When selecting a water heater for your home, naturally, you want one that provides the amount of hot water you need when you need it for the lowest possible cost. Choosing that perfect unit may be more challenging than it sounds. Several factors need to be considered, including the type of water heater, size, capacity, fuel source, fuel cost, and energy efficiency.
The most common type, storage tank water heaters range in capacity from 20 to 80 gallons. The tank fills with cold water, which is then heated by either electricity or gas and maintained at a set temperature until needed.
Storage tank water heaters are the least expensive and require little maintenance. However, they use the most energy to operate as the water must be continually reheated to maintain the set temperature.
As you might guess from the name, tankless water heaters prepare hot water as needed rather than storing heated water in a tank. They are also called “instantaneous” or “on-demand” water heaters. When hot water is turned on (through a faucet, dishwasher, or clothes washer), cold water flows into the unit, then heated to a set temperature and released into the pipes.
Tankless heaters come in various sizes. They are more energy efficient than storage types and never run out of hot water. However, they’re more expensive than storage types, and installation can be more difficult. Additionally, if you have a large home or family, you may need more than one tankless heater.
Hybrid heat pump water heaters use the warmth from the air to heat the water inside a storage tank. They also have a supplemental electric heating system for periods of high demand.
Because they use air that’s already warm, hybrid heat pumps are very energy efficient – as much as three times more efficient than the storage type, saving the average household as much as $300/year in energy costs. Hybrid heat pump water heaters installed by Indoor Air Quality, Inc. all have an electric heating mode to handle periods when temperatures dip lower than 40 degrees.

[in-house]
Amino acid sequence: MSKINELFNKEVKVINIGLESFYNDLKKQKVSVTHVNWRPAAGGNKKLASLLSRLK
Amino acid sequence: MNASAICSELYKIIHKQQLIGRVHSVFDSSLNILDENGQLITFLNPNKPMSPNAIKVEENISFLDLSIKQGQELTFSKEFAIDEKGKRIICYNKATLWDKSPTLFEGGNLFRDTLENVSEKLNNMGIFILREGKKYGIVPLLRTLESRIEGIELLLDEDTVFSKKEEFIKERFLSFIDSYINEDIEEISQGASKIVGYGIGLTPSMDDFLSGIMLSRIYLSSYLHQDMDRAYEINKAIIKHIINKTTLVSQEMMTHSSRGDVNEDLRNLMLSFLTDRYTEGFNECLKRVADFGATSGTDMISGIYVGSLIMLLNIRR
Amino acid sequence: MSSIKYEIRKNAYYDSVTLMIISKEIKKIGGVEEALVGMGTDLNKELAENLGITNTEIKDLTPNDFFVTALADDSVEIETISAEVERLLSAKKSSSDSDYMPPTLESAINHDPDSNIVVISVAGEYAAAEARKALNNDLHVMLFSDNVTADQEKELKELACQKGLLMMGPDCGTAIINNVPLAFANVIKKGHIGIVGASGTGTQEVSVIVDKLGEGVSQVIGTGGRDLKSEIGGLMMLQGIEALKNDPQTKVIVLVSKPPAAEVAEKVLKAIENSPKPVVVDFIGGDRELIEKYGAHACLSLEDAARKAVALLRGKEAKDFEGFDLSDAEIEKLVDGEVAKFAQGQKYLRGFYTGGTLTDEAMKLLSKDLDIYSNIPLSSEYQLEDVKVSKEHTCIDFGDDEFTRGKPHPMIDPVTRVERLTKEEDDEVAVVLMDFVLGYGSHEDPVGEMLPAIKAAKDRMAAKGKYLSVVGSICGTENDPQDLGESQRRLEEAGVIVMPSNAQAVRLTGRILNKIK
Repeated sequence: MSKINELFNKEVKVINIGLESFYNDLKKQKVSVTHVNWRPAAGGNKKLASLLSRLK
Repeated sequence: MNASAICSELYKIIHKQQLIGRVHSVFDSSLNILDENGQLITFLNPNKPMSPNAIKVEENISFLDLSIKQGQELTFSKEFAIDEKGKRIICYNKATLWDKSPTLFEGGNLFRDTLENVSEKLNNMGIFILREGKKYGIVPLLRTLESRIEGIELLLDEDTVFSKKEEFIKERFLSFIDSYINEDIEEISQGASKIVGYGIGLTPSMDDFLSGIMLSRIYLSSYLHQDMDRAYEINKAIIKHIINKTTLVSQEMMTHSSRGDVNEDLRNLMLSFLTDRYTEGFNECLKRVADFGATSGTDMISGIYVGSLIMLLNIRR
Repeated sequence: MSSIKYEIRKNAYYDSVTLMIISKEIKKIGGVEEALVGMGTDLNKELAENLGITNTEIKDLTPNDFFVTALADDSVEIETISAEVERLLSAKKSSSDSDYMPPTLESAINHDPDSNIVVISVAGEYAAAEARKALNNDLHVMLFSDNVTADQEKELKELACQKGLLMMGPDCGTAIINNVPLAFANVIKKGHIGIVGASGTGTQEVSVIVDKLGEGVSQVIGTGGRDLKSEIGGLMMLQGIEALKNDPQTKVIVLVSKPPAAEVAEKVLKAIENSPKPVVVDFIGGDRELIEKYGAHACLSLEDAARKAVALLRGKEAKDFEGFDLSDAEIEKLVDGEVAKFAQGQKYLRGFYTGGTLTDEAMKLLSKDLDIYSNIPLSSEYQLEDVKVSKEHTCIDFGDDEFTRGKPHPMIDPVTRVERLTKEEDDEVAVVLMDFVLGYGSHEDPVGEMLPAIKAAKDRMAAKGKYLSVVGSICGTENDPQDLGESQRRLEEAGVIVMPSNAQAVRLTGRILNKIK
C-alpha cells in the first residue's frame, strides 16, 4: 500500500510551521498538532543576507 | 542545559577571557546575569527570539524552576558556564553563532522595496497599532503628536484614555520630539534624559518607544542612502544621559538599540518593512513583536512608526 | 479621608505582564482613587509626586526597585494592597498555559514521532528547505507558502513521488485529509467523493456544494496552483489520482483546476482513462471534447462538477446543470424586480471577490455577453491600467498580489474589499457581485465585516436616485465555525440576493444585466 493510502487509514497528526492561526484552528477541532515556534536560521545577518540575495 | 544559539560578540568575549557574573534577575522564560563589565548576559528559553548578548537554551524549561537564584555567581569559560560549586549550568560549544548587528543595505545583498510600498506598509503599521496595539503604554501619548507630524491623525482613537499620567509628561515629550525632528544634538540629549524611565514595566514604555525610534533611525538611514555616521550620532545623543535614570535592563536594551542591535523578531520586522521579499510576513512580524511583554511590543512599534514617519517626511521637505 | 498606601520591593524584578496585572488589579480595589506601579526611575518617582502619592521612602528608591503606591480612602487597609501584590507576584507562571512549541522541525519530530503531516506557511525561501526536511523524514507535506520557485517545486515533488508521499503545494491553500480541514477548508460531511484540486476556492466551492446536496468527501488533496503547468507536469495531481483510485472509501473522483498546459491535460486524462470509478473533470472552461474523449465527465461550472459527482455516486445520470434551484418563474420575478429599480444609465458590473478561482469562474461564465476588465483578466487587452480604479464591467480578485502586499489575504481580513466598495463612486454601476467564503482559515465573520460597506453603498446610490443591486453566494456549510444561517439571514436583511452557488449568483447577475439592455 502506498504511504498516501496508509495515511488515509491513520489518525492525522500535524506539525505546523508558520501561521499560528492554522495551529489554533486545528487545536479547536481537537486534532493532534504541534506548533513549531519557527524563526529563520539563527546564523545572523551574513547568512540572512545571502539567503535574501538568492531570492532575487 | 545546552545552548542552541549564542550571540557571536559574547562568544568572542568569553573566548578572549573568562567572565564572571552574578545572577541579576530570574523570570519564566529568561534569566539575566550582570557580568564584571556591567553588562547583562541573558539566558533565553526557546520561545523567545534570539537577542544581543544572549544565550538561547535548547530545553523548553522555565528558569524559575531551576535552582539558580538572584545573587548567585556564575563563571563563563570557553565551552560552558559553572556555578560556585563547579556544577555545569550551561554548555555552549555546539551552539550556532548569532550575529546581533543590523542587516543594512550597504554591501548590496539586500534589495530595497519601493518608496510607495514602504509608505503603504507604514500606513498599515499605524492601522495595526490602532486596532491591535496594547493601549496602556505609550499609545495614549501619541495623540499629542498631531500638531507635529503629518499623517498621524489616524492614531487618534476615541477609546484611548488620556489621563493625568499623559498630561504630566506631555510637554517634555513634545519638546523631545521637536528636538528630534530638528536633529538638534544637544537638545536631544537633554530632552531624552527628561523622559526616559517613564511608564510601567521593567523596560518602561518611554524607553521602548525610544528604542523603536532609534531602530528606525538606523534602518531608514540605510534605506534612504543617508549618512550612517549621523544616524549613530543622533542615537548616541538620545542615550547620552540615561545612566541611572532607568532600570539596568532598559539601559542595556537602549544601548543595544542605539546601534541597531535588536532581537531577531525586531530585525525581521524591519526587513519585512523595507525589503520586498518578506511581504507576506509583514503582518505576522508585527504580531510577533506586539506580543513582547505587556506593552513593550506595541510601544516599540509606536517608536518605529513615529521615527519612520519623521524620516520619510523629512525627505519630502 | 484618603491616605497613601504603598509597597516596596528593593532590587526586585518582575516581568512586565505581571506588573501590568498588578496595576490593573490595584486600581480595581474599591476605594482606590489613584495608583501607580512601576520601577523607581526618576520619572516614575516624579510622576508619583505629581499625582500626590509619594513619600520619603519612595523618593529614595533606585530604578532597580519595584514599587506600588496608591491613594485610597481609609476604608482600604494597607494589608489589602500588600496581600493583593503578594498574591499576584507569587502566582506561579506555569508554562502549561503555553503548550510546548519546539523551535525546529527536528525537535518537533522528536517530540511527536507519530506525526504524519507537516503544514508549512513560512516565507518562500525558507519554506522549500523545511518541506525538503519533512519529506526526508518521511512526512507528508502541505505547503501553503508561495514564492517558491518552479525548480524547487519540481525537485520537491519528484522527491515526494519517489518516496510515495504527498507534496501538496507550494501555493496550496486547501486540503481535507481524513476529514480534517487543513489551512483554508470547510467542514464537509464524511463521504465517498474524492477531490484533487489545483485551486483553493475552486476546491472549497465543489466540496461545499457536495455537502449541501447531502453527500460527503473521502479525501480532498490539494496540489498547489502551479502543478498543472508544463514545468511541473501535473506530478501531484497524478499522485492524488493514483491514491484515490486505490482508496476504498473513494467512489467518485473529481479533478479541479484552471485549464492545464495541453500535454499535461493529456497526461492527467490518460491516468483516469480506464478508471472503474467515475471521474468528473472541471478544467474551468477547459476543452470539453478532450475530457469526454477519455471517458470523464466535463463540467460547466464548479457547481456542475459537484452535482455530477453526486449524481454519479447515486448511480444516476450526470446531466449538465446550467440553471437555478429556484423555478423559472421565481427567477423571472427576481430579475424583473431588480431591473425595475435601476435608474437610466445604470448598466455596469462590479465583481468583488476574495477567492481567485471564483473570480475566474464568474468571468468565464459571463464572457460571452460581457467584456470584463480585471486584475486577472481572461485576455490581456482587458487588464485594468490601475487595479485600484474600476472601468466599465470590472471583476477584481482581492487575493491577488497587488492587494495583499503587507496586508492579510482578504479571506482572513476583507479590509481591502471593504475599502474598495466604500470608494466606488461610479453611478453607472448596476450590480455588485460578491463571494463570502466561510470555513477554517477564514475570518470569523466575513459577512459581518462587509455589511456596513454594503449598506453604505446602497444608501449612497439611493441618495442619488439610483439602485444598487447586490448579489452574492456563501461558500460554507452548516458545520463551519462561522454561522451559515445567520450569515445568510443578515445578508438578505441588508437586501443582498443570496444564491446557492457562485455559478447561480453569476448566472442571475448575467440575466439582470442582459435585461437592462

The space available in your home for installing the water heater can impact the type and size you can install. For example, if you want a storage-tank water heater but don’t have enough space, you may need to choose a “lowboy” tank heater, which is shorter and wider, or a tankless water heater.
In 2015 the federal government mandated new guidelines for water heater energy efficiency, including the amount of tank insulation. As a result, some tank-type heaters got wider. If you’re considering replacing a 50-gallon, pre-2015 tank with a current model, measure your space first. It may no longer fit.
The water heater capacity you need typically depends on the hot water your household uses at peak times, like first thing in the morning. For storage-tank water heaters, that’s called the unit’s “first-hour rating” (FHR). For tankless heaters, it’s called the unit’s “flow rate,” expressed in gallons per minute (GPM).
For example, a family that takes four showers, fixes breakfast, and then turns on the dishwasher each morning as they leave for the day will need a substantially larger capacity than a couple that takes two showers in the morning and hits a drive-through for breakfast on the way to work.
Water heater fuel types include natural gas, electricity, fuel oil, propane, and geothermal energy. Which one you have in your home depends on a combination of what’s available in your area, how your home is equipped, and personal preference.
You will want to balance the annual operating cost against the initial purchase and installation. “Energy Star” appliances are certified to be very energy efficient and comparatively less costly to operate. Many Energy Star water heaters also qualify for state and local tax rebates.
Water heater energy efficiency and yearly operating cost depend on the heater type, capacity, and fuel type. Whether you choose a tank-type, tankless, or hybrid heat pump, you want to focus on choosing one that is cost and energy-efficient. Learn more in this resource from the U.S. Department of Energy.
All water heaters consume a lot of energy, but some are more energy-efficient than others. Each unit comes with an Energy Factor (EF) rating that helps you compare how much it will cost it year to operate it. The higher the EF rating, the more energy-efficient the unit.
Indoor Air Quality, Inc. has served Highlands Ranch and the Denver Metro Area for more than 20 years. Check out our customer testimonials, contact us, or use our online contact form for more information and a free quote.